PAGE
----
Sheet Iron Roof Road to Boiling Springs

Gelinas Manor B&B
Gelinas Manor B&B

September 18 (9 miles, 6.75 hours)  AT PA  Map 1
We’re trying something a little different. Because we’re venturing farther and farther from home, we’ll straddle two day’s hiking with an overnight stay. Using the excellent website (appalachiantrail.rohland.org) we decided to stay at a B&B and learned that shuttle service was available. We met Michael at the Gelinas Manor where we will spend the night. We parked our car, then he shuttled us south to Sheet Iron Roof Road, a safe parking spot just around the corner from the Rt. 94 crossing. We made the 9-mile hike back to the B&B in the quaint town of Boiling Springs. The $45 fee for 2 days shuttling allowed us to log more trail miles and got a countryside tour as a bonus. We realized that we’re also getting the opportunity to see a part of our nation that would otherwise pass unnoticed. Here’s contact information for Michael’s Shuttle Service: mike@ATshuttler.com cell:717-497-6022.

Tough passage
Scary ledge

This section gets high marks for interest. The terrain was one of the most varied we encountered. It starts through a lovely wood. Tree roots line the trail. Then it travels through a stand of tall pines. Their lower branches up to about 30 feet were bare. The morning sun magnificently illuminated them with a golden glow as we passed. Then it’s a steep climb up to a mile-long, very rocky ridge. It’s comprised of huge boulders and the trail winds through a stony labyrinth. We found it physically difficult to scamper around and over the obstacles, and actually lost our way for a bit. We missed a blaze at the top and scooted down to a ledge and faced some challenging clinging on rock ledges to get by. It actually was a fun diversion, but it’s best to keep a sharp lookout for blazes on the top.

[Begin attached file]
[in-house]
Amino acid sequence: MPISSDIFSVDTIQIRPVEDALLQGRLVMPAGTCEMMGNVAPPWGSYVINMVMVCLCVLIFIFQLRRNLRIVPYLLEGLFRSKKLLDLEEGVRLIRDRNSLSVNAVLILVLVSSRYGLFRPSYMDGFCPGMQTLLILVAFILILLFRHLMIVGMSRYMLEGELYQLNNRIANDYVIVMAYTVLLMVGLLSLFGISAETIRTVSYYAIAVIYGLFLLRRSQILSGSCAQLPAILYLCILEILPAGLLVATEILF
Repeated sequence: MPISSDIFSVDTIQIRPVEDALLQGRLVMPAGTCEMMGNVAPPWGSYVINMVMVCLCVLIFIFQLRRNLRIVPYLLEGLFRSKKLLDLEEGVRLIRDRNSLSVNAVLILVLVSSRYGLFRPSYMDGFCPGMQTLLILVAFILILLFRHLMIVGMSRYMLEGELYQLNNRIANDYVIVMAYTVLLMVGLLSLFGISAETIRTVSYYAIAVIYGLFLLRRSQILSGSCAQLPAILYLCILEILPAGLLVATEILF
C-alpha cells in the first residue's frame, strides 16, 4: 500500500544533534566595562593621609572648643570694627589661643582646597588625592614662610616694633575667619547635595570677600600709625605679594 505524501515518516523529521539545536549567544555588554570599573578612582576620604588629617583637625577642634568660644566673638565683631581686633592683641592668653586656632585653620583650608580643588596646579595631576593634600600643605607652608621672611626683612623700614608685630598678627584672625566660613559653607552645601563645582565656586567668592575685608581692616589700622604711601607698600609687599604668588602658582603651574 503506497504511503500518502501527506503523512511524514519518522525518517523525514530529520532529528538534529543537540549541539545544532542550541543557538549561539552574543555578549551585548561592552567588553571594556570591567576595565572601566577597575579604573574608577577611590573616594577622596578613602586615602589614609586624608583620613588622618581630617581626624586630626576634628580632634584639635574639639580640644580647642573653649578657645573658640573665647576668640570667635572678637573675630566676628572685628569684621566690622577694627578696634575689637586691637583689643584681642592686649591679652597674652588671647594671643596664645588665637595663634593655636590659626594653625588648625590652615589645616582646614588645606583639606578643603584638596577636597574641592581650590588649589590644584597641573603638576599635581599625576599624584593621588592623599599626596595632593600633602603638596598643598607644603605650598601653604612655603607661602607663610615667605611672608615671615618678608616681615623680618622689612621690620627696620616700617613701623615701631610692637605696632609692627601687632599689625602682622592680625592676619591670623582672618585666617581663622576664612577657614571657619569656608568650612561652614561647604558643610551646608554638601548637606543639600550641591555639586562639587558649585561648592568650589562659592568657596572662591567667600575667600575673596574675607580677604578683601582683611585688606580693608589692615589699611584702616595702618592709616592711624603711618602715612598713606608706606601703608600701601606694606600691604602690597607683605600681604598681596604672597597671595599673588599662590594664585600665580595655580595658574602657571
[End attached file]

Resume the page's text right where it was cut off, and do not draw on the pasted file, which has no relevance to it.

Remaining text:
While there, we encountered one young man practicing rock climbing. He placed a padded mat beneath an overhanging ledge and he was upside down clinging to the outcrop with his fingers, as we passed. He looked like he was having fun. But I’m sure it’s an experience that Jane and me will avoid. There was a good bit of up and down on this section and it really tired us out.

Having recently read a book about artist Andy Goldworthy and his technique of creating works in natural settings, I could envision some of his sculptures set in the rocky formations we encountered.

We saw a lot of hikers todays including several south-bound thru hikers. One long, lean, lanky Georgia man said he was averaging over 20 miles a day, but posted about 30 miles in the flat section to the north that we will hike tomorrow. Another young woman from Virginia was looking forward to a brief visit home before continuing her journey.

rocky path      lichen on rock

 

 

 

 

 

 

 

 

 

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